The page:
Before signing off for this post, I must say what a difference the recent tree felling has made to the Alp area (SW, Pine Wall and Styx Buttress) and how nice it is to be able to see all the routes on all the crags. So well done to all involved with that.

12 September 2009

I believed in antelopes

Filed under: Running — admin @ 11:00 pm

So (after weeks of rain) we’ve got a glorious September Saturday, my arrangement to climb with Isi doesn’t seem to have worked out, the mower’s been returned to the shed in disgrace (won’t start), the rose on my weedkiller can is broken and I’m needing to get outside and do something…

So how about a proper hill run, and let’s see if Chris Ellis’s hamstring treatment is still working as well as it appeared to be last night (when I managed a 3.9 mile ‘Mamore Loop’ with no problems and, in what strikes me as a propitious omen, bumped into Chris at my very gate on the way home).

So (trying to set a record for the number of consecutive paragraphs legitimately starting with ‘so’?) I took the path with the monumental zig and zag up Coire na Ba to Na Gruagaichean and Binnein Mor, returning by Sgor Eilde Beag and An Cumhann for a total of 10.7 miles and 4,900 feet of ascent in just over 3 hrs 14 mins. Which might seem disappointing for a round I reckon should go in under 3 hours if fully fit but, at close to ‘double Naismith’ pace, isn’t really that bad for some afternoon/evening hamstring-rehabilitation fun.

So (don’t go there!) perhaps both legs were just starting to cramp a little as I got home, but I could hardly feel the hamstring. And I was disciplined about doing the stretches and icing, although I might point out that:

  1. I’ve never been a great stretcher, tending to agree (or wanting to agree) with Bernd Heinrich’s charming quote (see foot of post) about antelopes stretching, but have to say it’s so obvious that Chris’s stretches are working that I’m not only going to keep doing them but would probably boil my head as well if Chris told me that would improve my fitness!
  2. Clingfilming nappy bags of icy slush to your thigh isn’t just that easy, but sitting them on your chair seems to work well enough…

Had I remembered while writing Thursday’s post, I’d probably have added that Chris also gave me some instruction in cross-massaging the affected fibres and told me pulling my computer chair round my classroom with my feet was good for strengthening hamstrings. So what happens when the next pupil trying that one (NB we have other computer chairs so they don’t have to take mine!) has the audacity to excuse him/herself with ‘but, Sir, I was just strengthening my hamstrings’? ;-)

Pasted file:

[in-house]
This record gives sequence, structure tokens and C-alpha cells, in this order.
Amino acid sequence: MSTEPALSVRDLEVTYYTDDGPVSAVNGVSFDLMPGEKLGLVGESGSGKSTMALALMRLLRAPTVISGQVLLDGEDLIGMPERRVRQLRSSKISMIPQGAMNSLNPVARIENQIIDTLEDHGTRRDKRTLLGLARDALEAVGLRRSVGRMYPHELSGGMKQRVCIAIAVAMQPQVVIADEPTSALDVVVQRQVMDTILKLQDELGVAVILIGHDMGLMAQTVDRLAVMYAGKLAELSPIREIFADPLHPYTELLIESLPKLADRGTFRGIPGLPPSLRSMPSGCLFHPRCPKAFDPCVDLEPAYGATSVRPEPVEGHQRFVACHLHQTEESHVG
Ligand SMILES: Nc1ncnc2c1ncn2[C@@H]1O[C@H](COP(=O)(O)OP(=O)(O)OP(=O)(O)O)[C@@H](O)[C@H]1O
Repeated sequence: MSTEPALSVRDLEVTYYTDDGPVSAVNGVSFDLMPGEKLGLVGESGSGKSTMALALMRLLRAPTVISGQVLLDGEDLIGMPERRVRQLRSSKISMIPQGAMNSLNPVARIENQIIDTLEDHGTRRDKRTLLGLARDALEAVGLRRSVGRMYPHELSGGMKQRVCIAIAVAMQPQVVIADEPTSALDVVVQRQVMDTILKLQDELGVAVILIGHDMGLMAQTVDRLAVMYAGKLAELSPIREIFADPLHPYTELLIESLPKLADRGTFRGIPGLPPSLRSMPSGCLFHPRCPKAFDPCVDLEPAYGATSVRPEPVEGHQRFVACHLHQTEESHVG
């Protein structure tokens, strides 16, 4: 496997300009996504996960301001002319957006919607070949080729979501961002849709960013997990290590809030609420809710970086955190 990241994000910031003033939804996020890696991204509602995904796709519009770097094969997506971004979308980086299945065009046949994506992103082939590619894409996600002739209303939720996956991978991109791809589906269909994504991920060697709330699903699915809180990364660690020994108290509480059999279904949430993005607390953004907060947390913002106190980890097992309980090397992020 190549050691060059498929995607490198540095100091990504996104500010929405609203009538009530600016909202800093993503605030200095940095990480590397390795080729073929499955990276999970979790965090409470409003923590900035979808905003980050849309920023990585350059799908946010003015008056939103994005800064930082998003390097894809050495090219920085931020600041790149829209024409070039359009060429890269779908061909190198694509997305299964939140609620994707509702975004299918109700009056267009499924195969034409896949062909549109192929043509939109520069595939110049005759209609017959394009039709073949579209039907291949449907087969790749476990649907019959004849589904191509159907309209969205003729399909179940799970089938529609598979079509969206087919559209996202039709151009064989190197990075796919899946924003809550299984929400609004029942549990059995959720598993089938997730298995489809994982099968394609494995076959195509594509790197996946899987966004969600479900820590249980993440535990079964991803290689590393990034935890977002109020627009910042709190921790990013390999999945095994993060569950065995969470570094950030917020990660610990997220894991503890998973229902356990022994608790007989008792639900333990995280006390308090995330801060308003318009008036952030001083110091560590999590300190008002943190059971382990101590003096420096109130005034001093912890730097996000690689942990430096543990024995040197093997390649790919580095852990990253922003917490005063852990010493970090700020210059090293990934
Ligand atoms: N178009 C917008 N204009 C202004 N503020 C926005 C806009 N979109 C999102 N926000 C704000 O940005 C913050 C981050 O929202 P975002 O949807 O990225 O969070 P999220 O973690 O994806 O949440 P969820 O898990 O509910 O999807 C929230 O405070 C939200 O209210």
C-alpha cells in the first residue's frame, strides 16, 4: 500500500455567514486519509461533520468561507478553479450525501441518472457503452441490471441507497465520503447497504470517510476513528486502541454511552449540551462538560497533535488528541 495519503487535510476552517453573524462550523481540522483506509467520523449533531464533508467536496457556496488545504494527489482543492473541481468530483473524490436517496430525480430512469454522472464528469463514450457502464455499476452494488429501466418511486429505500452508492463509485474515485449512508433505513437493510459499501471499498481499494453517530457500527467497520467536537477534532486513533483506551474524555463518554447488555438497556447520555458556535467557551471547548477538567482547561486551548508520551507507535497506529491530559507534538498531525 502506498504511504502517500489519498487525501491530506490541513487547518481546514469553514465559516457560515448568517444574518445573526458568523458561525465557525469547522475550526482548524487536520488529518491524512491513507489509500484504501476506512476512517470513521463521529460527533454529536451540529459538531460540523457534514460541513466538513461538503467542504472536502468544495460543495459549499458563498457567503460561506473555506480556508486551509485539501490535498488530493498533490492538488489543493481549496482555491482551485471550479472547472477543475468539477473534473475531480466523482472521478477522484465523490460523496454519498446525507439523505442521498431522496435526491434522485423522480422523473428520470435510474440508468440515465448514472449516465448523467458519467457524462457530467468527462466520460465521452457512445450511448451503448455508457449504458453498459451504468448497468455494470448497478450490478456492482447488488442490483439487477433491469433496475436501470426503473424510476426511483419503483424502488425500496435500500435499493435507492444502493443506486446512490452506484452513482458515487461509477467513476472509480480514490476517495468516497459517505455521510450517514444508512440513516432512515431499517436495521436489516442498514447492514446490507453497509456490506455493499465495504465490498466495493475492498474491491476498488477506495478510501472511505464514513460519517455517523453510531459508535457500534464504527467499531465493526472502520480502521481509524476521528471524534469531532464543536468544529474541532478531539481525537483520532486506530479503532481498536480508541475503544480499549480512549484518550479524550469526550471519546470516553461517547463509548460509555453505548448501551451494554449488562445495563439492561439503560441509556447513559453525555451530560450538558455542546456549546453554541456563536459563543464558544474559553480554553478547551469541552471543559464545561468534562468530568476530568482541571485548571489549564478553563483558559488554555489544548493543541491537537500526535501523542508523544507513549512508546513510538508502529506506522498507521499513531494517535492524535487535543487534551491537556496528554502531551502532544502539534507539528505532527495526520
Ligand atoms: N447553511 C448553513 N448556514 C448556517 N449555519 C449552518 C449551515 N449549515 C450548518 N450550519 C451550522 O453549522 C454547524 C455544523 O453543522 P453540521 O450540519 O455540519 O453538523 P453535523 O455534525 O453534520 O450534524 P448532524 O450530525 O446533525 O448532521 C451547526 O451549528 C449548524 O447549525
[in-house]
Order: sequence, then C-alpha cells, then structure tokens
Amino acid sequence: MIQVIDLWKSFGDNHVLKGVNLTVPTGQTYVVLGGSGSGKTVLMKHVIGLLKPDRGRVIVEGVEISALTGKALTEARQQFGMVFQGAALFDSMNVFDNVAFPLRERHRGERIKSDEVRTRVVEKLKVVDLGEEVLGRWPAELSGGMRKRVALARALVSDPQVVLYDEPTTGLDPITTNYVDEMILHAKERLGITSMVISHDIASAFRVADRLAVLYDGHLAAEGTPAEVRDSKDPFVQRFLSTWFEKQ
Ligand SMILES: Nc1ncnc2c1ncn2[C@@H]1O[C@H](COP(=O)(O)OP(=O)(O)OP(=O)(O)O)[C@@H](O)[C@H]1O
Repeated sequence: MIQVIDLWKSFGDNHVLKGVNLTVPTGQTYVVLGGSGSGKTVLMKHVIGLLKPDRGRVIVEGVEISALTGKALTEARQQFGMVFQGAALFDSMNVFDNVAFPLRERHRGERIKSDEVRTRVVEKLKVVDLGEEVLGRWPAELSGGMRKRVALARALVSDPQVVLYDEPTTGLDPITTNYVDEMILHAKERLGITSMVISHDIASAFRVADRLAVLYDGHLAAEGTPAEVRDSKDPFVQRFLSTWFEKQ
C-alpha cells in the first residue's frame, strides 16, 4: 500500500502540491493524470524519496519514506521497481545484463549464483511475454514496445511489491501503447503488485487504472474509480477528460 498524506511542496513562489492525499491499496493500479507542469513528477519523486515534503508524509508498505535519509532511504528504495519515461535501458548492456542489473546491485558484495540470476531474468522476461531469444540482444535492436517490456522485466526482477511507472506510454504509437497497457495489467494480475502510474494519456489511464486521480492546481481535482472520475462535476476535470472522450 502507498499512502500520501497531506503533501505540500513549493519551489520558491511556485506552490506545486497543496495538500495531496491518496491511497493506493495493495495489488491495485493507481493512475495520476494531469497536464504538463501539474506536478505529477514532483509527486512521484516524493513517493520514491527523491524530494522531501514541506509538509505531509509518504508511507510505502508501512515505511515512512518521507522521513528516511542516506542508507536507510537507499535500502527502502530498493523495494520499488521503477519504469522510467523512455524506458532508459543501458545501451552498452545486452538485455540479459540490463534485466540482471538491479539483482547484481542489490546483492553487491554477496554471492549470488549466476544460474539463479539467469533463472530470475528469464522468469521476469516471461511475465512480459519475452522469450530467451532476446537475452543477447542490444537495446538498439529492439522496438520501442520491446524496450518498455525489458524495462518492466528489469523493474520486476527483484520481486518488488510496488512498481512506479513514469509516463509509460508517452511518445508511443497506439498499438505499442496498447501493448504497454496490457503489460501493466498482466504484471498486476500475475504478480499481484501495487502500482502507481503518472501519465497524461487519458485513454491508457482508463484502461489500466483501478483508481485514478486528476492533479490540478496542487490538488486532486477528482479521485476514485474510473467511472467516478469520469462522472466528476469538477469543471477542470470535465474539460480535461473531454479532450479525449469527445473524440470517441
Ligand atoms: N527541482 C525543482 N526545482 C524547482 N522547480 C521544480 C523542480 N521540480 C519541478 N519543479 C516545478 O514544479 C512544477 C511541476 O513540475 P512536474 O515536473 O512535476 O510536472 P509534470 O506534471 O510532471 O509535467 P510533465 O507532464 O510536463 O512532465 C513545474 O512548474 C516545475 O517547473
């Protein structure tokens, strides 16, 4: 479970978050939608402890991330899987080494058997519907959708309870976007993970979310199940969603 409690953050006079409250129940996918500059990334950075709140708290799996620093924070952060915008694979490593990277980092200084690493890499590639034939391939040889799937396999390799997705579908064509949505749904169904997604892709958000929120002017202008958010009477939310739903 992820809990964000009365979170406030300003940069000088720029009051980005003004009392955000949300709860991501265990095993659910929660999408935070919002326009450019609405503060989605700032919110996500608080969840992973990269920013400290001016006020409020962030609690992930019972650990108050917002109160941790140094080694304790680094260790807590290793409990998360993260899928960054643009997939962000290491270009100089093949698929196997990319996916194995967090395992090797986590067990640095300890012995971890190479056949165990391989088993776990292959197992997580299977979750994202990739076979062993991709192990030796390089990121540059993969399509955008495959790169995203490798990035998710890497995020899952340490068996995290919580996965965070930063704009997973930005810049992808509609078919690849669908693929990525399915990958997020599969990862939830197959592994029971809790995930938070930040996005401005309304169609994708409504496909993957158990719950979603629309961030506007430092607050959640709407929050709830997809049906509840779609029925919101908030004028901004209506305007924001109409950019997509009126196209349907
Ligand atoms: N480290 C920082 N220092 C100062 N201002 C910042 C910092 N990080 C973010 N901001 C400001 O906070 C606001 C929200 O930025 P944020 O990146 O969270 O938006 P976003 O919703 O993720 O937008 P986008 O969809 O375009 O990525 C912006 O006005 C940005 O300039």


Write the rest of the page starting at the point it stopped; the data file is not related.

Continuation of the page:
Must add that I’ve been finding the Memory-Map elevation and altitude profiles (from Memory-Map and Garmin Forerunner 305 data respectively) for my tracks quite interesting, with the negligible differences between them suggesting that, at least on open ground and real hills, the much-supposed inaccuracy/exaggeration of the GPS altitude readings is simply not a significant issue.

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Have also arranged to go climbing at Polldubh with Johnny MacLeod tomorrow, so hopefully making the most of this cracking weekend that could yet (if some forecasts have it right) be the start of a mini Indian summer. But, before I sign off for tonight, here’s that favourite Heinrich passage that I’ll never be able to quote with quite my previous conviction again:

I also believe in antelopes. They would not have missed a trick when it comes to running speed and endurance. I had never seen or heard of an antelope who was flexible and did stretching, or who lifted weights for extra strength. I had never heard of one doing much more than eating and running.

From Why We Run (Bernd Heinrich, 2001)

10 September 2009


Filed under: Running — admin @ 7:48 pm

Having been plagued by this persistent hamstring niggle all year when running (not so far an issue for climbing or walking) and seen it get obviously worse over the past fortnight, I went to see Chris Ellis (highly-regarded sports-specialist partner in our local GP practice) about it today. And no-one listening would have been in much doubt that I let Chris know when he’d located the troublesome spot!

So it might be a pain (and now the most persistent annoyance of my five years as a serious runner), but luckily things aren’t looking that bad yet. He’s given me some sensible hamstring stretches to do, told me to watch it uphill and not to sprint (not that I ever do)… and suggested a treatment involving nappy bags, clingfilm and slushy ice! And, since he’s also told me I can still run and West Highland Way Race 2010 is still realistic, I suppose I’d better just do what I’m told and make sure to follow his instructions…